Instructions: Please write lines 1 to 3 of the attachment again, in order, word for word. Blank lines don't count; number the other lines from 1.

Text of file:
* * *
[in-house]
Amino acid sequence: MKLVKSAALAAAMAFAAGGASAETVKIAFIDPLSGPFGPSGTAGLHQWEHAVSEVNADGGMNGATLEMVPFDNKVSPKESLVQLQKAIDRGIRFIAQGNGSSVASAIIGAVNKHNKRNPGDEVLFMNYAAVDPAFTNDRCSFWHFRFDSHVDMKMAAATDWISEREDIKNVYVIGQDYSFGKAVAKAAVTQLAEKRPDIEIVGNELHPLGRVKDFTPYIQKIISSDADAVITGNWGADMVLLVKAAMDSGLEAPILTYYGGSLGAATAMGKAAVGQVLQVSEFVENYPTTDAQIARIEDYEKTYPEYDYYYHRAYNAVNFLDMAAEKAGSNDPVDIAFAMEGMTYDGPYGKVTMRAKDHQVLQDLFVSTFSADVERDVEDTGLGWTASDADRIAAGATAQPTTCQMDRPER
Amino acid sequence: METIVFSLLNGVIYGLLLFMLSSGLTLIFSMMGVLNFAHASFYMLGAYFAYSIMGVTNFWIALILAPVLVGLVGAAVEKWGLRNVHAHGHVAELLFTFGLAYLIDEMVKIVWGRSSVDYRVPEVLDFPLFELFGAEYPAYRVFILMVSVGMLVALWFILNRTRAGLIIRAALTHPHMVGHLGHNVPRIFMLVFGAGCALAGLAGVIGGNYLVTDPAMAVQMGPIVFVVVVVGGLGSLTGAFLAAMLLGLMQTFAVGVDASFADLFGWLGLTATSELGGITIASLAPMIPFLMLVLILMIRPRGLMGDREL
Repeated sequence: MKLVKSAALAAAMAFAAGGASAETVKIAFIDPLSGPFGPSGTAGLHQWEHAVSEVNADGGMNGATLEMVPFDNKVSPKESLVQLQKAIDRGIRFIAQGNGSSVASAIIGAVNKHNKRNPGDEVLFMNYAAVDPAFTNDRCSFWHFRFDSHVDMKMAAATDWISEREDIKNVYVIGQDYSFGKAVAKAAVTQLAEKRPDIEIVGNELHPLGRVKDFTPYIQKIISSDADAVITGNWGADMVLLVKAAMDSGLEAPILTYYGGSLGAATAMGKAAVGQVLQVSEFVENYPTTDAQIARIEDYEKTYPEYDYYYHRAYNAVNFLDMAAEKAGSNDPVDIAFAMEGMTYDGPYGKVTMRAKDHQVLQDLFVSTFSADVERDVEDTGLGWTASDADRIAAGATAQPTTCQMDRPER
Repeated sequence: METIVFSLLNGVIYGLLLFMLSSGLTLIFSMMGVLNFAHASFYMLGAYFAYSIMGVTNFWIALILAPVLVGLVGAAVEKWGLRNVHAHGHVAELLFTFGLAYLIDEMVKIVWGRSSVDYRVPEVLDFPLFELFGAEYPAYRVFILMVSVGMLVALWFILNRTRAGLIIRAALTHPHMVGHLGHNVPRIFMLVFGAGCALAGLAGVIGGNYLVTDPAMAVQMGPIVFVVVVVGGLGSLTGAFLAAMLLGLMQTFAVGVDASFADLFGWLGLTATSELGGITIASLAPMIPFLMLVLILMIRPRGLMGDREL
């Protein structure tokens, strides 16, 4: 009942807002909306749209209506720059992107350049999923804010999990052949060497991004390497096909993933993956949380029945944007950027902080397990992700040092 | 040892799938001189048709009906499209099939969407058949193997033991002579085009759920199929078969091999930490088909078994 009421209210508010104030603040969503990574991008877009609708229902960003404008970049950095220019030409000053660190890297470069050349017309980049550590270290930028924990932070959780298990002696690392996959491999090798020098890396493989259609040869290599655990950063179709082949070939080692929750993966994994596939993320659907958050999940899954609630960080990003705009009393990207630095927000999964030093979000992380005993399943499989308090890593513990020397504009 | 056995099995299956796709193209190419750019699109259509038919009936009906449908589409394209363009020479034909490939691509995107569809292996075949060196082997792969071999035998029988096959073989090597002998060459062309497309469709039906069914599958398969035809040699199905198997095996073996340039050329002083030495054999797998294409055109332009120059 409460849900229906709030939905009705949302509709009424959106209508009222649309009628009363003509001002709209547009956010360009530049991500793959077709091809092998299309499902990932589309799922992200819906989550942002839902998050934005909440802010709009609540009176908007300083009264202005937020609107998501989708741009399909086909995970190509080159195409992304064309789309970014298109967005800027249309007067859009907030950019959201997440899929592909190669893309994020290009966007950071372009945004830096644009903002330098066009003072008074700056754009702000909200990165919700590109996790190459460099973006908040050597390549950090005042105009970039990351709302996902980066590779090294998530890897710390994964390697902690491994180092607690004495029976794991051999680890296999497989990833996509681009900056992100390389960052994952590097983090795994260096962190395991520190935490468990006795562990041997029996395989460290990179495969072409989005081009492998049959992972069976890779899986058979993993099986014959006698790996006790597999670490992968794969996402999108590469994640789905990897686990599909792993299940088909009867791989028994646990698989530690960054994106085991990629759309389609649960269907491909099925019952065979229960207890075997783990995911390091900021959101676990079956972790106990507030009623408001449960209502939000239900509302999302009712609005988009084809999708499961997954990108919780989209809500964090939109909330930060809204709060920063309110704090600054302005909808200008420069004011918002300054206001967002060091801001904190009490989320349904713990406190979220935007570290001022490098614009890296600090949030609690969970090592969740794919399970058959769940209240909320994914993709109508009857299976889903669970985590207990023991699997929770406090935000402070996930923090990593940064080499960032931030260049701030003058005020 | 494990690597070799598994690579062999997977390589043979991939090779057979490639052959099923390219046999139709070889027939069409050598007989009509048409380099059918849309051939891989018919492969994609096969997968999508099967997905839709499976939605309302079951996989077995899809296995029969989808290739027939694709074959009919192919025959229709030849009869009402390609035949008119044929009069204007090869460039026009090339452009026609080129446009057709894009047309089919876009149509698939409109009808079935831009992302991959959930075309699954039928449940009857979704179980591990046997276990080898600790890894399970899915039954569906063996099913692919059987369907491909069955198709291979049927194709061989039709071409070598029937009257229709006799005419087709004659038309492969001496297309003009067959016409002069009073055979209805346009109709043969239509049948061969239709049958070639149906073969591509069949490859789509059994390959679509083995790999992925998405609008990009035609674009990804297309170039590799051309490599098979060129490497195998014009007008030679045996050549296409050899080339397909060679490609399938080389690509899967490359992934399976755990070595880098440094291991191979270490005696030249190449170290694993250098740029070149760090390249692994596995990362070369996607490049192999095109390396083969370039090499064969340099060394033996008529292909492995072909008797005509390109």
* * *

[in-house]
Amino acid sequence: MKLVKSAALAAAMAFAAGGASAETVKIAFIDPLSGPFGPSGTAGLHQWEHAVSEVNADGGMNGATLEMVPFDNKVSPKESLVQLQKAIDRGIRFIAQGNGSSVASAIIGAVNKHNKRNPGDEVLFMNYAAVDPAFTNDRCSFWHFRFDSHVDMKMAAATDWISEREDIKNVYVIGQDYSFGKAVAKAAVTQLAEKRPDIEIVGNELHPLGRVKDFTPYIQKIISSDADAVITGNWGADMVLLVKAAMDSGLEAPILTYYGGSLGAATAMGKAAVGQVLQVSEFVENYPTTDAQIARIEDYEKTYPEYDYYYHRAYNAVNFLDMAAEKAGSNDPVDIAFAMEGMTYDGPYGKVTMRAKDHQVLQDLFVSTFSADVERDVEDTGLGWTASDADRIAAGATAQPTTCQMDRPER
Amino acid sequence: METIVFSLLNGVIYGLLLFMLSSGLTLIFSMMGVLNFAHASFYMLGAYFAYSIMGVTNFWIALILAPVLVGLVGAAVEKWGLRNVHAHGHVAELLFTFGLAYLIDEMVKIVWGRSSVDYRVPEVLDFPLFELFGAEYPAYRVFILMVSVGMLVALWFILNRTRAGLIIRAALTHPHMVGHLGHNVPRIFMLVFGAGCALAGLAGVIGGNYLVTDPAMAVQMGPIVFVVVVVGGLGSLTGAFLAAMLLGLMQTFAVGVDASFADLFGWLGLTATSELGGITIASLAPMIPFLMLVLILMIRPRGLMGDREL